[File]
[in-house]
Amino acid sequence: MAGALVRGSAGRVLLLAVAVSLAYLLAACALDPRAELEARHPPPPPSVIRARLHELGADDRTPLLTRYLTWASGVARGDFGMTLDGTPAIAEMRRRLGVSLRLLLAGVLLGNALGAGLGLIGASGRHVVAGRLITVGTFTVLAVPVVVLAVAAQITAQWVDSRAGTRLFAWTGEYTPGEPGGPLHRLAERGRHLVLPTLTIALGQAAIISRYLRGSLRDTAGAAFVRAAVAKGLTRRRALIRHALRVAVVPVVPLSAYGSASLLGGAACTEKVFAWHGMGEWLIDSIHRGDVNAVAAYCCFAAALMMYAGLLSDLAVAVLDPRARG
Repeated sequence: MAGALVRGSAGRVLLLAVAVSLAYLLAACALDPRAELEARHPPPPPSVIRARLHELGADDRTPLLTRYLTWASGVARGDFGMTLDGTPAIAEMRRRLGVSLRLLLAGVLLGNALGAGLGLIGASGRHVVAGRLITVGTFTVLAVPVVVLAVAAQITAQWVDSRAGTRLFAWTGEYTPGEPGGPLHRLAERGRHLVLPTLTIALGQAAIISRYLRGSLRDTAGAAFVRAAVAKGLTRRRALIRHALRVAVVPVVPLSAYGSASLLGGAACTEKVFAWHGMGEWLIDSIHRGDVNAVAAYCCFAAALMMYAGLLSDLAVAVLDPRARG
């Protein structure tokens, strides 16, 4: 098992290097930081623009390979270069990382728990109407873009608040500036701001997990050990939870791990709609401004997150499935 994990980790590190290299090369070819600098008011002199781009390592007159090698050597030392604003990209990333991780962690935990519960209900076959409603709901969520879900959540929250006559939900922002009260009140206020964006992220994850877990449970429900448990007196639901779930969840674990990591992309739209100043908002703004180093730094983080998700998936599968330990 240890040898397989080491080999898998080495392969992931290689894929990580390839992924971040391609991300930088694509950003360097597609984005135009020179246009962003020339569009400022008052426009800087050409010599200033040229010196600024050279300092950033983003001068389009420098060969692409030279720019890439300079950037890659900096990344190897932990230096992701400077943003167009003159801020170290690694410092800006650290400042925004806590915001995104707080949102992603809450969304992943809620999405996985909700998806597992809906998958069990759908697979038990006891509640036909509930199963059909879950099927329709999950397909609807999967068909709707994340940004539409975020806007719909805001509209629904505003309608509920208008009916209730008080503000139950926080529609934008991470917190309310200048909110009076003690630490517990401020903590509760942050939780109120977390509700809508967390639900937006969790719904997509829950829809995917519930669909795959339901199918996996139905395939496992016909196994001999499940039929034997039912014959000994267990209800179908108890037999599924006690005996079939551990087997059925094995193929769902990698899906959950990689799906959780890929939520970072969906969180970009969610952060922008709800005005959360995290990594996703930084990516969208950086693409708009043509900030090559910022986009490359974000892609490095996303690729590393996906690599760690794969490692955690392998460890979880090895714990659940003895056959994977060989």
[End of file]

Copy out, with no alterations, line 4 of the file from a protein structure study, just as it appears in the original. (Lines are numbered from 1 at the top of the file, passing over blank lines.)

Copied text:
């Protein structure tokens, strides 16, 4: 098992290097930081623009390979270069990382728990109407873009608040500036701001997990050990939870791990709609401004997150499935 994990980790590190290299090369070819600098008011002199781009390592007159090698050597030392604003990209990333991780962690935990519960209900076959409603709901969520879900959540929250006559939900922002009260009140206020964006992220994850877990449970429900448990007196639901779930969840674990990591992309739209100043908002703004180093730094983080998700998936599968330990 240890040898397989080491080999898998080495392969992931290689894929990580390839992924971040391609991300930088694509950003360097597609984005135009020179246009962003020339569009400022008052426009800087050409010599200033040229010196600024050279300092950033983003001068389009420098060969692409030279720019890439300079950037890659900096990344190897932990230096992701400077943003167009003159801020170290690694410092800006650290400042925004806590915001995104707080949102992603809450969304992943809620999405996985909700998806597992809906998958069990759908697979038990006891509640036909509930199963059909879950099927329709999950397909609807999967068909709707994340940004539409975020806007719909805001509209629904505003309608509920208008009916209730008080503000139950926080529609934008991470917190309310200048909110009076003690630490517990401020903590509760942050939780109120977390509700809508967390639900937006969790719904997509829950829809995917519930669909795959339901199918996996139905395939496992016909196994001999499940039929034997039912014959000994267990209800179908108890037999599924006690005996079939551990087997059925094995193929769902990698899906959950990689799906959780890929939520970072969906969180970009969610952060922008709800005005959360995290990594996703930084990516969208950086693409708009043509900030090559910022986009490359974000892609490095996303690729590393996906690599760690794969490692955690392998460890979880090895714990659940003895056959994977060989």